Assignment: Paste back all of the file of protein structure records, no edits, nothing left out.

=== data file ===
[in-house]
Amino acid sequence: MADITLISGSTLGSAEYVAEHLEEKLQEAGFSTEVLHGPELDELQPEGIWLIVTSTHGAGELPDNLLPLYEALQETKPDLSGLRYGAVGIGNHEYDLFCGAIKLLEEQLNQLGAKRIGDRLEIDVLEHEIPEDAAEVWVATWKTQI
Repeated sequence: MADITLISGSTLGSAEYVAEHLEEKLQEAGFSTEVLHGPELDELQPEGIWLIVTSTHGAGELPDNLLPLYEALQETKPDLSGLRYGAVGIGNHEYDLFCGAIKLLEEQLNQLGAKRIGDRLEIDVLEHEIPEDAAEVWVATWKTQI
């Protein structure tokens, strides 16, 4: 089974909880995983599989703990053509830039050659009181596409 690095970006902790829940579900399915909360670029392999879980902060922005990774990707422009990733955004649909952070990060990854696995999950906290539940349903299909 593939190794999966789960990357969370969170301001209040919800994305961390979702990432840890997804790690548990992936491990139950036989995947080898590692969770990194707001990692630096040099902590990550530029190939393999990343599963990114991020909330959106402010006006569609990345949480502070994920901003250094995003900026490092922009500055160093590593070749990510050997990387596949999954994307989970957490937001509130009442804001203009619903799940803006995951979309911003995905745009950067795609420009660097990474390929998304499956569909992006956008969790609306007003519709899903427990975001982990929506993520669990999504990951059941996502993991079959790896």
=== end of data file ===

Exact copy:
[in-house]
Amino acid sequence: MADITLISGSTLGSAEYVAEHLEEKLQEAGFSTEVLHGPELDELQPEGIWLIVTSTHGAGELPDNLLPLYEALQETKPDLSGLRYGAVGIGNHEYDLFCGAIKLLEEQLNQLGAKRIGDRLEIDVLEHEIPEDAAEVWVATWKTQI
Repeated sequence: MADITLISGSTLGSAEYVAEHLEEKLQEAGFSTEVLHGPELDELQPEGIWLIVTSTHGAGELPDNLLPLYEALQETKPDLSGLRYGAVGIGNHEYDLFCGAIKLLEEQLNQLGAKRIGDRLEIDVLEHEIPEDAAEVWVATWKTQI
């Protein structure tokens, strides 16, 4: 089974909880995983599989703990053509830039050659009181596409 690095970006902790829940579900399915909360670029392999879980902060922005990774990707422009990733955004649909952070990060990854696995999950906290539940349903299909 593939190794999966789960990357969370969170301001209040919800994305961390979702990432840890997804790690548990992936491990139950036989995947080898590692969770990194707001990692630096040099902590990550530029190939393999990343599963990114991020909330959106402010006006569609990345949480502070994920901003250094995003900026490092922009500055160093590593070749990510050997990387596949999954994307989970957490937001509130009442804001203009619903799940803006995951979309911003995905745009950067795609420009660097990474390929998304499956569909992006956008969790609306007003519709899903427990975001982990929506993520669990999504990951059941996502993991079959790896």